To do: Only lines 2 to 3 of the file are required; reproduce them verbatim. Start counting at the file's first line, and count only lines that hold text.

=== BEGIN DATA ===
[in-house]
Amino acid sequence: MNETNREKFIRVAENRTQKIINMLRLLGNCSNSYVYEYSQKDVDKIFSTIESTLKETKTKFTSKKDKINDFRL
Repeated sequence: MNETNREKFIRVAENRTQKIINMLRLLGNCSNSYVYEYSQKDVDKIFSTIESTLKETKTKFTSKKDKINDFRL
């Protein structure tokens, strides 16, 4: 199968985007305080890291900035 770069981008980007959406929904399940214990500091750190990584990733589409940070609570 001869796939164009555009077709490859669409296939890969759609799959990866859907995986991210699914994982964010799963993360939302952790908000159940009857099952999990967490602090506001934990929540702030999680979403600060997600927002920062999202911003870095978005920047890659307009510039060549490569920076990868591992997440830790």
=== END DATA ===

Amino acid sequence: MNETNREKFIRVAENRTQKIINMLRLLGNCSNSYVYEYSQKDVDKIFSTIESTLKETKTKFTSKKDKINDFRL
Repeated sequence: MNETNREKFIRVAENRTQKIINMLRLLGNCSNSYVYEYSQKDVDKIFSTIESTLKETKTKFTSKKDKINDFRL